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When in Doubt, Turn to _why

Written by Magnus Holm.

For a long time, Rack couldn’t parse nested hash params. That’s was pretty annoying, so until they decided how to implement it in the best way, every other framework were cleaning up after Rack. My attempt to do it in Camping is clearly a bad solution, so I decided to have a look at other implementations and steal some ideas.

Let’s use Sinatra as an example

Most of them are were similar to Sinatra’s (this is slightly modified for readability, but the idea still applies):

params.inject({}) do |hash, (key, value)|
  if key =~ /\[.*\]/
    parts = key.scan(/(^[^\[]+)|\[([^\]]+)\]/).flatten.compact
    head, last = parts[0..-2], parts[-1]
    head.inject(hash){ |s,v| s[v] ||= {} }[last] = value
    hash[key] = value

This implementation was taken from an example posted to the Rack ML by Michael Fellinger (of Ramaze fame). For the background on the patch that went into Sinatra: take a look the ticket over at their bug tracker.

We’re looping through each of the params and checks if the key includes brackets. If so, the param is nested and it starts by finding the different parts:

parts = key.scan(/(^[^\[]+)|\[([^\]]+)\]/).flatten.compact

The first part of the regex matches from the beginning of the key to the first [, while the second matches each of the [parts]. Some cleanup is needed to flatten and remove nils (just try the line in IRB and you’ll see it quickly).

Next up, we’re splitting out the last part, before we use inject to build up a Hash:

head.inject(hash){ |s,v| s[v] ||= {} }[last] = value  

Here, we’re building a Hash based on the params we’ve already cleaned up and the current param we’re working on. Then, finally, we’re setting the value.

The _why way

All of this makes sense. I wrote approximately the same when trying to cleanup my broken version. However, while I was looking for the way Ramaze did it, I found an excellent link to RedHanded: Injecting a Hash Backwards and the Merge Block. That version is just awesome (this is also slightly modified):

m = proc {|_,o,n|o.merge(n,&m)}
params.inject({}) do |hash, (key, value)|
  parts = key.split(/[\]\[]+/)
  hash.merge(parts.reverse.inject(value) { |x, i| {i => x} }, &m) 

Notice the sweet, micro way to split out the parts: If we got a key like: “first[second][third]” we can simply split by any numbers of [ and ] and we’ll end up with “first”, “second” and “third”. Of course, this is going to fail on stuff like “this]is]really]one]key”, but we can safely assume that nobody uses such parameter names.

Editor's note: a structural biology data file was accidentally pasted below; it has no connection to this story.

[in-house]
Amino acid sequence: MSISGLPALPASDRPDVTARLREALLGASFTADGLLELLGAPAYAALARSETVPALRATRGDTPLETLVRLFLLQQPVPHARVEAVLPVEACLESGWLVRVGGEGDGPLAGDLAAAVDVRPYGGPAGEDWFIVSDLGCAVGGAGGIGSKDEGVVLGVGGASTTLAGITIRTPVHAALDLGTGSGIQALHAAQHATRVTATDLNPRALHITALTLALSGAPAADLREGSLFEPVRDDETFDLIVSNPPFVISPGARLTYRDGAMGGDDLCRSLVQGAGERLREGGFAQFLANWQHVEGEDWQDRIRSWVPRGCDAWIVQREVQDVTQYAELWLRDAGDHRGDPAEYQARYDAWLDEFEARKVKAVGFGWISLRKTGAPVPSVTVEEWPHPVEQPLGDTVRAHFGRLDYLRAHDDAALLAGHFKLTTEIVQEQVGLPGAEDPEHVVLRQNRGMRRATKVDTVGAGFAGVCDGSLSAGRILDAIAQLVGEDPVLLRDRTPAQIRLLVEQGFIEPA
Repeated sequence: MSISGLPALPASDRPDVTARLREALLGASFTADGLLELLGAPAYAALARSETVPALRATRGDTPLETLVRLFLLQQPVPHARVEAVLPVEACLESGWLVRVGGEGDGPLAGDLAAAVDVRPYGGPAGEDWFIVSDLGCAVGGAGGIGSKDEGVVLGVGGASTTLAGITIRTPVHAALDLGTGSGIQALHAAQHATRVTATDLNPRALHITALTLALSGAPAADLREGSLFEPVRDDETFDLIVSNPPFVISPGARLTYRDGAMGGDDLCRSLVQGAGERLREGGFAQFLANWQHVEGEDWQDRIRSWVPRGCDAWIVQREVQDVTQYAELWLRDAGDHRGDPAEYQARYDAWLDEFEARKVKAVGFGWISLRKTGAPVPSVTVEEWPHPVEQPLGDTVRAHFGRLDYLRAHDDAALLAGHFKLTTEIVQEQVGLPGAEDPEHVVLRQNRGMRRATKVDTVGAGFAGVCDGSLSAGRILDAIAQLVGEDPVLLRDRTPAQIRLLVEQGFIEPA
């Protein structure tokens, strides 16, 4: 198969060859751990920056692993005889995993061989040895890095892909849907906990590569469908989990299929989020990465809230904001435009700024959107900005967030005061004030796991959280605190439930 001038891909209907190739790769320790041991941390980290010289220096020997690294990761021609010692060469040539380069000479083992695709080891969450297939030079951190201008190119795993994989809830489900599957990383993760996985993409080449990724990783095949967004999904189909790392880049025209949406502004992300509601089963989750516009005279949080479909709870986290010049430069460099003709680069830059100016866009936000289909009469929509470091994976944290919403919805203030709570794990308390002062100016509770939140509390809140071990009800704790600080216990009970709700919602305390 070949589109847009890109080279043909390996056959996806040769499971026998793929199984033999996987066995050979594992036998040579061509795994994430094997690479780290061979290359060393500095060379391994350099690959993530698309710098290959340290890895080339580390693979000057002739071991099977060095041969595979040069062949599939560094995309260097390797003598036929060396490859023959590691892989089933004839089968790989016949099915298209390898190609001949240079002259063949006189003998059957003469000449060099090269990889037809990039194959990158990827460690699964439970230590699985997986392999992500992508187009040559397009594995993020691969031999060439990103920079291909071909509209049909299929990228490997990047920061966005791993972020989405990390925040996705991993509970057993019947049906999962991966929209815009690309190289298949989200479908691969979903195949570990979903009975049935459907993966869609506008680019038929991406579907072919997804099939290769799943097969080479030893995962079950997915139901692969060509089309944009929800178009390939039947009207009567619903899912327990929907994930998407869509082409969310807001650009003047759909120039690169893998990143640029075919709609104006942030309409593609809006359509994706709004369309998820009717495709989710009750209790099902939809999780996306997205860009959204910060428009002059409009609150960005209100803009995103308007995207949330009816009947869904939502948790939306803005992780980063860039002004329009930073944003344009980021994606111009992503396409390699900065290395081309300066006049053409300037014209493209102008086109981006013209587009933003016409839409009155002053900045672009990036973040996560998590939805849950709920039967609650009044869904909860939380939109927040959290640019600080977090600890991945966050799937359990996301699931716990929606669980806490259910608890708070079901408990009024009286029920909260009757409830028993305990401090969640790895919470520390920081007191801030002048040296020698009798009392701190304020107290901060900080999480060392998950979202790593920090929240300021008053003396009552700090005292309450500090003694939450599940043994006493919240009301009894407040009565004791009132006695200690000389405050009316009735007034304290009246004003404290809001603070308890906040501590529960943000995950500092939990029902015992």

Now, the next is what makes this so different and awesome. Let’s look at first part of it:

parts.reverse.inject(value) { |x, i| {i => x} }

We’re reversing it and building it backwards. The inject starts with our original value and then we build our way out by creating Hashes:

parts = ["first", "second", "third"]
value = 123

# first run of inject:
x = 123
i = "third"
return { "third" => 123 }

# second run of inject:
x = { "third" => 123 }
i = "second"
return { "second" => { "third" => 123 } }

# second run of inject:
x = { "second" => { "third" => 123 } }
i = "first"
return { "first" => { "second" => { "third" => 123 } } }

So when we got this little recursive Hash, we need to merge it with the rest. Most of you, including me, would say that it would be a hard task, since we also need to merge it recursively:

params = { "first" => { "second" => { "third" => 123 } } }
current_param = { "first" => { "another" => 456 } }

params.merge(current_param) # fail!
current_param.merge(params) # fail!

Meet the Merge Block

This was the first time I’ve ever heard of the merge block. It’s not even properly documented! But it’s a very simple and very powerful feature: If we get a merge conflict (same keys in both Hashes), it’s calling that block.

params = { "first" => { "second" => { "third" => 123 } } }
current_param = { "first" => { "another" => 456 } }

params.merge(current_param) do |key, value_from_params, value_from_current_param|
  # key is defined in both params and current_param.
  # In this case we can simply merge them again.

# =>
{ "first" => { "second" => { "third" => 123 }, "another" => 456 } }

And in order to merge it recursively, we build the block in advance and pass the block into the inner merge too:

m = proc {|_,o,n|o.merge(n,&m)}
# ...
hash.merge(recursive_hash, &m) 

Shorter? Faster?

I believe the first, natural way (which is used in Rack today) is both faster and shorter, but guess which version I added to Camping? As a wise man once said:

Not all code needs to be a factory, some of it can just be origami.

Let’s leave the factories to Java, shall we?